• 4 x 4 units are used in 4 x 2 Superduty applications.

• If a 4 x 2 vehicle is equipped with electronic speedo, use O.E. speedo plug number F2UZ 7H183A.

• 1307 050 103ZW only used in UPS vehicles.

• S5-42 units are not interchangeable with S5-47 units.

• Diesel units must use ZF recommended Dexron Il/MERCON® XT-2 QDX or DDX equivalent

• 4WD: 31 spl output.

• 2WD trans 619mm OAL to Flange



S5-47 Gas Units

• Model Year 1996 - 1997

• 1317 050 007 and 1317 050 013 [7.5 Gas Units] are 100% interchangeable.

(What is different about the 1317 050 006 7.5 unit?)

• S5-47 units are not interchangeable with S5-42 units.

• Gas units must use ZF recommended Dexron Il/MERCON® XT-2 QDX or DDX equivalent.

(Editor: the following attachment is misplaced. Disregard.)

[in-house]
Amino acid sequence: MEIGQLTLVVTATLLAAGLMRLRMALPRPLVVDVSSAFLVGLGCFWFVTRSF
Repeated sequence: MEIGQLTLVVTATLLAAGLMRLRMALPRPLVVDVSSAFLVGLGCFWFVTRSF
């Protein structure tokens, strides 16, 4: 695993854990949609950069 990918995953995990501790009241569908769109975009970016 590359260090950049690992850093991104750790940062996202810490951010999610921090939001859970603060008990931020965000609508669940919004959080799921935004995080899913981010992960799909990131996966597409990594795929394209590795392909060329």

• Gas Units are shown for 4.9/5.8 engine, as well as 7.5 engine

• all show 5.72-0.76 ratio

• 4WD: 31 spl output

• 684mm OAL 2WD to ctr of u-joint in yoke



S5-47 Diesel Units

Ratio 5.08 1st; .77 reverse



S5-47M Gas Units

• S5-47M Model Year 1999 - current

• S5-47M units are not interchangeable with S5-47 units.

• Gas units must use Ford Synthetic Mercon E6AZ 19582-B or Castrol Transmax-S.

• Gas units used with 5.4 and 6.8 engines

• All show 5.72-0.76 ratio

• 4WD: 31 spl output

• 684mm OAL 2WD to ctr of u-joint in yoke



Ford S6-650 Diesel

• Model Year 1999 – 2000

• Application 7.3L Diesel

• S6-650 standard torque transmissions may be replaced with the S6-650 High Torque transmissions.

• Diesel units must use ZF recommended Dexron II/MERCON® XT-2 QDX or DDX equivalent.

• 5.79-0.72 ratio

• Internal oil pump for lubrication and cooling

• Rated to 500 ft-lbs input torque

• Wt: 235 lbs

• 4WD: 24 spl output



S6-650 High Torque Diesel
• Model Year 2001 – current